New Day for DACA and Dreamers’ Children
December 9, 2020, Washington, DC—Earlier this week, the Department of Homeland Security opened the Deferred Action for Childhood Arrivals (DACA) program to new applications for the first time in more than three years. This comes after a New York Federal Court ruling on Friday that ordered the government to reinstate the program immediately and to promote DACA to potential recipients.
Since 2017, hundreds of thousands of immigrant youth and young adults have lived in fear and uncertainty following the Trump Administration’s illegal attempt to terminate the program and subsequent court cases. At least 300,000 eligible immigrants, including 55,000 of the youngest DACA-eligible applicants, had been locked out of protective status as a result of the Trump Administration’s cruel policies.
“Today there is reason to celebrate as hundreds of thousands of young people gain access to protective status to stabilize their lives,” said Olivia Golden, executive director of CLASP. “Over a quarter million children in the United States have a parent who is a DACA recipient, and now even more children can feel safe knowing their parents’ future is more secure. All children and parents deserve the security of knowing that when they wake up, their families will still be together.”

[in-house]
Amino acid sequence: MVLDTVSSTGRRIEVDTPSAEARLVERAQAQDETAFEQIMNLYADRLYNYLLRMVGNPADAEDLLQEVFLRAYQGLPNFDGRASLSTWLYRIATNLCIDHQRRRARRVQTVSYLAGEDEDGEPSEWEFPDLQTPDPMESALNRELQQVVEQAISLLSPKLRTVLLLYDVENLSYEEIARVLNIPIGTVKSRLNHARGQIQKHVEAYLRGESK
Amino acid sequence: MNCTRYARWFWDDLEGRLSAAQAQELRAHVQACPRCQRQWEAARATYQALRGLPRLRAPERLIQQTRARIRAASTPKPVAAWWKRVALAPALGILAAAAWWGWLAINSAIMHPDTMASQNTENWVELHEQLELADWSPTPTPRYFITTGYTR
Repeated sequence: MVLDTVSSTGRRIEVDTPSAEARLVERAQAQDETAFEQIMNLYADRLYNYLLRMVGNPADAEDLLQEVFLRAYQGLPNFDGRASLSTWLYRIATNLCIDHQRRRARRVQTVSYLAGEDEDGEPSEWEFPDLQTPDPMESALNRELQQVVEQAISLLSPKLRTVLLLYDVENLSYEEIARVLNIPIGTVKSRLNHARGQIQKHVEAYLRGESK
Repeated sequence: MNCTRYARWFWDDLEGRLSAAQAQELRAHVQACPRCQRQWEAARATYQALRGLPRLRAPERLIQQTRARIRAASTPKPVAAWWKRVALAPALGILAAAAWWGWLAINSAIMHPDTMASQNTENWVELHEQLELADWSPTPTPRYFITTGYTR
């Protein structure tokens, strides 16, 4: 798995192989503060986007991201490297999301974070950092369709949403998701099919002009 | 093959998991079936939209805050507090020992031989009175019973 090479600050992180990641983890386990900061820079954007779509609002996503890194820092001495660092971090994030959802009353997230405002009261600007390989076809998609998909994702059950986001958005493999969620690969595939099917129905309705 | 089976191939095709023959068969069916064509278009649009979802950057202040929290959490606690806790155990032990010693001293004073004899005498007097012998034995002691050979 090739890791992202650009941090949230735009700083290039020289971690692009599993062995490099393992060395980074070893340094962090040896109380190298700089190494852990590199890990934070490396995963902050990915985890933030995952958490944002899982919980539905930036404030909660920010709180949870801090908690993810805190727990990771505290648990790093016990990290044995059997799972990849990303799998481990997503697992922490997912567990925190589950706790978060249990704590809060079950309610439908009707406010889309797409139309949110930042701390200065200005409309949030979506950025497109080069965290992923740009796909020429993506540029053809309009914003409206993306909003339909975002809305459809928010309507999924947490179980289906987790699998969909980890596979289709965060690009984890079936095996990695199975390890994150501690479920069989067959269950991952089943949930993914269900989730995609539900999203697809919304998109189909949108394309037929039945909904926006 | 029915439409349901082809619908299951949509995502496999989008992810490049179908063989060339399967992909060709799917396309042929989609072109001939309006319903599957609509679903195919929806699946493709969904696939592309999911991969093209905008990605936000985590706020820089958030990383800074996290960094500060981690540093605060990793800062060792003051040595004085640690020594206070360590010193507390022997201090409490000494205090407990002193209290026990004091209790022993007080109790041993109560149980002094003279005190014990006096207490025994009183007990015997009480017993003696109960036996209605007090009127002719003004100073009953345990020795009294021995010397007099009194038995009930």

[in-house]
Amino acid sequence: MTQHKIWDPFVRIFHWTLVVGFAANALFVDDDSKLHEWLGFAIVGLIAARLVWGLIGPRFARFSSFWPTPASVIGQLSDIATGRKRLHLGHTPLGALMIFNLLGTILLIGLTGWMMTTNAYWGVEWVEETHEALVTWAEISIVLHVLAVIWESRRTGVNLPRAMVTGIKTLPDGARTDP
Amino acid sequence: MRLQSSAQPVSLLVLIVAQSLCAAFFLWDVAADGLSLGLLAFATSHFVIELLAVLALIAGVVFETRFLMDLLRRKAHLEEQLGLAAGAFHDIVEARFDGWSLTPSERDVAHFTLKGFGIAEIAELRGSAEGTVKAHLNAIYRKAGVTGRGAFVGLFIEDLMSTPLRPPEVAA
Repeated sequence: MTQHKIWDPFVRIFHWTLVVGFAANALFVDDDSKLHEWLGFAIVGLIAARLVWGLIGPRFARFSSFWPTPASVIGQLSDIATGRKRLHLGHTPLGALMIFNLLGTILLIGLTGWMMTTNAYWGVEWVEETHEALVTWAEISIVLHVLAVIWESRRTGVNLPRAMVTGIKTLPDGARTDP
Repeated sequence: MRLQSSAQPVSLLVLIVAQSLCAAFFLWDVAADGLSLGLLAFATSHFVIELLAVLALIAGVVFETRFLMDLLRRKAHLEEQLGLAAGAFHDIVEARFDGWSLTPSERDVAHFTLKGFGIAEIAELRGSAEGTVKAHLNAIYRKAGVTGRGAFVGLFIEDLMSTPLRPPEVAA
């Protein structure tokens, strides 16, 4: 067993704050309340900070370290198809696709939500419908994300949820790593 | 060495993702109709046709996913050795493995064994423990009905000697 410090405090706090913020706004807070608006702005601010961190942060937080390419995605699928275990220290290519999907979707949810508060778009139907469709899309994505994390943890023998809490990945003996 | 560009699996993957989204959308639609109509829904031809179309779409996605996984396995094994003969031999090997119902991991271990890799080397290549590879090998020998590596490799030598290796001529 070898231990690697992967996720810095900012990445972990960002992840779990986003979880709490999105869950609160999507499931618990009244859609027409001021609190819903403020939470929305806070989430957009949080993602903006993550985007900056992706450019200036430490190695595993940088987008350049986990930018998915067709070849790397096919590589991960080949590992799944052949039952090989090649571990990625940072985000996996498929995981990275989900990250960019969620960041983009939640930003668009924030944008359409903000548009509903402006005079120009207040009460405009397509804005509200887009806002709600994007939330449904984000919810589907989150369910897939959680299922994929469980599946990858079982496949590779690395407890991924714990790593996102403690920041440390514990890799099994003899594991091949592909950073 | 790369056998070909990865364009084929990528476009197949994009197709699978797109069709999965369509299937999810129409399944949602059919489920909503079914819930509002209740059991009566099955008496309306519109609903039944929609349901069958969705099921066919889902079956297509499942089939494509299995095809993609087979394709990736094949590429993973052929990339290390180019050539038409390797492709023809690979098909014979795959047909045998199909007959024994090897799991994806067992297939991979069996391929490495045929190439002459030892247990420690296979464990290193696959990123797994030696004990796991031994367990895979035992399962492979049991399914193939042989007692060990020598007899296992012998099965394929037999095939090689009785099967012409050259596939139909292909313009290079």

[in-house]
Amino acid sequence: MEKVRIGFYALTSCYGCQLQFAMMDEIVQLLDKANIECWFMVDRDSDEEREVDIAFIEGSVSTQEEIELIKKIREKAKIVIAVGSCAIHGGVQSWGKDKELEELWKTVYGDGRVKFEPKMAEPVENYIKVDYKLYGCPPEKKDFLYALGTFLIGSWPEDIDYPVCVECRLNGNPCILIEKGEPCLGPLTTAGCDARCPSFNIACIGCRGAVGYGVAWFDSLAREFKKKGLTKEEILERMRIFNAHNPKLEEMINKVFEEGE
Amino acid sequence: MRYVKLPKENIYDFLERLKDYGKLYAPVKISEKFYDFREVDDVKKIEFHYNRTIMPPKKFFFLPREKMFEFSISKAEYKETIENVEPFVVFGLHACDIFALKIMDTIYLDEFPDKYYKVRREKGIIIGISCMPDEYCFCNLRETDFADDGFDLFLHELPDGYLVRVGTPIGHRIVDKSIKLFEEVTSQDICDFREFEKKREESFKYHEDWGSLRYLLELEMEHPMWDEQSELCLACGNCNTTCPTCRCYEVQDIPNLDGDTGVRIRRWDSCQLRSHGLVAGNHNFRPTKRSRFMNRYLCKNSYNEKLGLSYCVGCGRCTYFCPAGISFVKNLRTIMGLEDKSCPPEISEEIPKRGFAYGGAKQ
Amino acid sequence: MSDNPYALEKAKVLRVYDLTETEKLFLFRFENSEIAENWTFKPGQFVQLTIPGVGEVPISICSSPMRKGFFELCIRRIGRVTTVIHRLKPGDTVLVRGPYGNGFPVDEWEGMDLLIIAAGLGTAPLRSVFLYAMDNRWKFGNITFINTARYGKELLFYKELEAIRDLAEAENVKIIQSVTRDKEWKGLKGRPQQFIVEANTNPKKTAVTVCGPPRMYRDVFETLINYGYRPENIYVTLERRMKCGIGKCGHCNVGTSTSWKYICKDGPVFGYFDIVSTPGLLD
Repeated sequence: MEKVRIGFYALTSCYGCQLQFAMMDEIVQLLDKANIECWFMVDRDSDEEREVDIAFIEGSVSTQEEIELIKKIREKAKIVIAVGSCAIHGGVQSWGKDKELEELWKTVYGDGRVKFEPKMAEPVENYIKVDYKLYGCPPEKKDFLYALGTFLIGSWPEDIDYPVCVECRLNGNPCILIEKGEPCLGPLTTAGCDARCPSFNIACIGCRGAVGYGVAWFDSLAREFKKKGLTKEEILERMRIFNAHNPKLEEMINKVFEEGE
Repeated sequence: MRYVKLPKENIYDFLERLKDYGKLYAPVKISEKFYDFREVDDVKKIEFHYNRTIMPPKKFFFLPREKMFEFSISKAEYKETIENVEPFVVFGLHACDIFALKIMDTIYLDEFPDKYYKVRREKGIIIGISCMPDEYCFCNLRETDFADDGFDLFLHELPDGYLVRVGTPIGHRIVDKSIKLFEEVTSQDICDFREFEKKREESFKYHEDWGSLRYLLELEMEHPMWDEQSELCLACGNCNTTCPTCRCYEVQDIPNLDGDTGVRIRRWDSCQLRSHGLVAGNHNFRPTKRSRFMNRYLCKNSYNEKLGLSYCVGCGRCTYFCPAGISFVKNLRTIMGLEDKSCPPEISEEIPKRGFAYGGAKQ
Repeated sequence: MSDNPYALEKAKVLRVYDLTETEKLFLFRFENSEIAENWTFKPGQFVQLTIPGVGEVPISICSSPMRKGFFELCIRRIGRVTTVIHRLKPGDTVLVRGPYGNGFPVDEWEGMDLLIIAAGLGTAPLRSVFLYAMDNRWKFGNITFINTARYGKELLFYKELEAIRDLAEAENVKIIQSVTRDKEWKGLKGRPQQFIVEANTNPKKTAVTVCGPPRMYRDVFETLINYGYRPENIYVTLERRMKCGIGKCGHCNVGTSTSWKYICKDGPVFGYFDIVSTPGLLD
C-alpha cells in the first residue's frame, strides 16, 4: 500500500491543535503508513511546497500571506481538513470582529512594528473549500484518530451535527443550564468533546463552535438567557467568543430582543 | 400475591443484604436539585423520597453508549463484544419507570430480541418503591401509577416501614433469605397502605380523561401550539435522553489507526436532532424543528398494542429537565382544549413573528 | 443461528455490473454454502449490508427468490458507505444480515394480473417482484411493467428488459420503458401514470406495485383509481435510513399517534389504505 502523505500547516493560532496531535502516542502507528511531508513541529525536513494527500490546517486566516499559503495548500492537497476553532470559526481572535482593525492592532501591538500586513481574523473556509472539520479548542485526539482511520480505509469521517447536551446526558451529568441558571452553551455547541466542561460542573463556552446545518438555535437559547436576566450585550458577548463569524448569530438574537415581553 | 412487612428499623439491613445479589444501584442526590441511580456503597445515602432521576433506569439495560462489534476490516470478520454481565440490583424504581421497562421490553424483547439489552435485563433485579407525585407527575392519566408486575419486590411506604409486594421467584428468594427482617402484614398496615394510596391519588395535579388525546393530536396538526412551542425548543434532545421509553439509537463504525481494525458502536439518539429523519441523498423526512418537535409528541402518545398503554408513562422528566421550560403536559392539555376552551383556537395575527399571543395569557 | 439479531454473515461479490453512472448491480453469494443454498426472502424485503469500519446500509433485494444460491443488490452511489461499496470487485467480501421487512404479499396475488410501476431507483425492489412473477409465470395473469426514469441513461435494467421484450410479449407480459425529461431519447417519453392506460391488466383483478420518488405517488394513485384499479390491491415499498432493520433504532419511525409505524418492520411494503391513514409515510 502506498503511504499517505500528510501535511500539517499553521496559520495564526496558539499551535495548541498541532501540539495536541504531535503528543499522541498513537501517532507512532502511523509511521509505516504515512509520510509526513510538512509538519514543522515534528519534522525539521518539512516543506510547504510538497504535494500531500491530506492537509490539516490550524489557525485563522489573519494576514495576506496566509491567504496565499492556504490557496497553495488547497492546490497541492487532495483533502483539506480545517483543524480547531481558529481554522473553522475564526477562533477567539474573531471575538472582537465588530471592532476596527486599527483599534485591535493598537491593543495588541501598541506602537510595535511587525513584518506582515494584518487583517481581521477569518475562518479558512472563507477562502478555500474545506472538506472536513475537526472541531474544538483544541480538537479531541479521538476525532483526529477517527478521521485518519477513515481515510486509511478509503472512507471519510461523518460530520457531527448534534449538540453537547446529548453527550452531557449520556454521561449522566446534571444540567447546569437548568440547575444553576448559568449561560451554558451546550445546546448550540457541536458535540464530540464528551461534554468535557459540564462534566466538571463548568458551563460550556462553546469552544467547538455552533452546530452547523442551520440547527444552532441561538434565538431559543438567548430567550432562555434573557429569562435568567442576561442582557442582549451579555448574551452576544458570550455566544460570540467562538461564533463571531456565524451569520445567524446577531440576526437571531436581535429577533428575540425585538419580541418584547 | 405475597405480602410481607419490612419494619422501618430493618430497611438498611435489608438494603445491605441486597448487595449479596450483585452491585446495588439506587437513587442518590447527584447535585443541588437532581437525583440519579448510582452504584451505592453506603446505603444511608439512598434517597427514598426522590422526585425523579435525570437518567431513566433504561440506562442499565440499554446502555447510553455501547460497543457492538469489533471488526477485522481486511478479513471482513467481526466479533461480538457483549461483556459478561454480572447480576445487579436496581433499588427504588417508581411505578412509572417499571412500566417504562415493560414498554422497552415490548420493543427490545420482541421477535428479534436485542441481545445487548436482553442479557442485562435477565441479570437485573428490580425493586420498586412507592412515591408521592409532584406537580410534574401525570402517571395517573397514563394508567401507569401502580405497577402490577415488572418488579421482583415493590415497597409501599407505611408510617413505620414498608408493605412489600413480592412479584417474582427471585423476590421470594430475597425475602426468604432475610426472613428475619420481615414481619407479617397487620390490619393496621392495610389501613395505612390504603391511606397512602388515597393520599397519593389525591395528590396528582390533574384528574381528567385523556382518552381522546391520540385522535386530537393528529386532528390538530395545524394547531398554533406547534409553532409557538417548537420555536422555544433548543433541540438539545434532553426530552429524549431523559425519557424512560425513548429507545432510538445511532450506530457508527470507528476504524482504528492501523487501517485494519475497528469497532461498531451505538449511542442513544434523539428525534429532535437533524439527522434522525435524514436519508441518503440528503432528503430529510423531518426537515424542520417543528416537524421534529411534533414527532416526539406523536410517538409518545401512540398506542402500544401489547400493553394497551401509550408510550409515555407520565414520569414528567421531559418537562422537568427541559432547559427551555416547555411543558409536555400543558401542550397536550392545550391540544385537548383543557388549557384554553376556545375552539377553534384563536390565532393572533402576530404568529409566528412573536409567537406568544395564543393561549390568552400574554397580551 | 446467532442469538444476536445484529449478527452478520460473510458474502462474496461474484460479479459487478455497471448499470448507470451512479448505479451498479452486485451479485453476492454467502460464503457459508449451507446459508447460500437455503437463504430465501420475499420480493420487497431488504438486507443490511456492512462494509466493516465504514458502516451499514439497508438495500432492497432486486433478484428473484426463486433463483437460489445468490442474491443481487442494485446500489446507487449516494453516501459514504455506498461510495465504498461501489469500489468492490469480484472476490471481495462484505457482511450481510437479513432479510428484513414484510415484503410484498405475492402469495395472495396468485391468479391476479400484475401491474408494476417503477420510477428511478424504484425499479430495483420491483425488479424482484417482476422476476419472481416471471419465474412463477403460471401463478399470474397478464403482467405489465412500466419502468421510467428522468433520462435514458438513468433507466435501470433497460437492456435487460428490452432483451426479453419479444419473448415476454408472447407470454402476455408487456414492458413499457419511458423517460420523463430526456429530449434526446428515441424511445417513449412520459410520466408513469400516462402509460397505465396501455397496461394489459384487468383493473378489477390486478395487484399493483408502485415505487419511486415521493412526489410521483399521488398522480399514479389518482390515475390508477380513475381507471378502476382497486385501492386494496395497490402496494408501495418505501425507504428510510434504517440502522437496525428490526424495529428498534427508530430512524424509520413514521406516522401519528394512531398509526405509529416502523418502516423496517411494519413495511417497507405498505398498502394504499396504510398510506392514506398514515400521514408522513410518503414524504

The full restoration of DACA is a critical first step, particularly with 200,000 DACA recipients currently serving on the frontlines of our nation’s COVID-19 response. However, all children in the United States deserve to always live free from the threat of separation from a parent. The Biden-Harris Administration and the new Congress will have the opportunity to ensure a path to citizenship for Dreamers and all undocumented immigrants.
After four years of anti-immigrant policies, a brighter future begins with a commitment to family unity. CLASP and its partners are calling for a transformation of public policies, systems, and investments to advance the wellbeing of all children, including millions of citizen children growing up in mixed-status immigrant families. Our country should value all children and prioritize their wellbeing in policy decisions.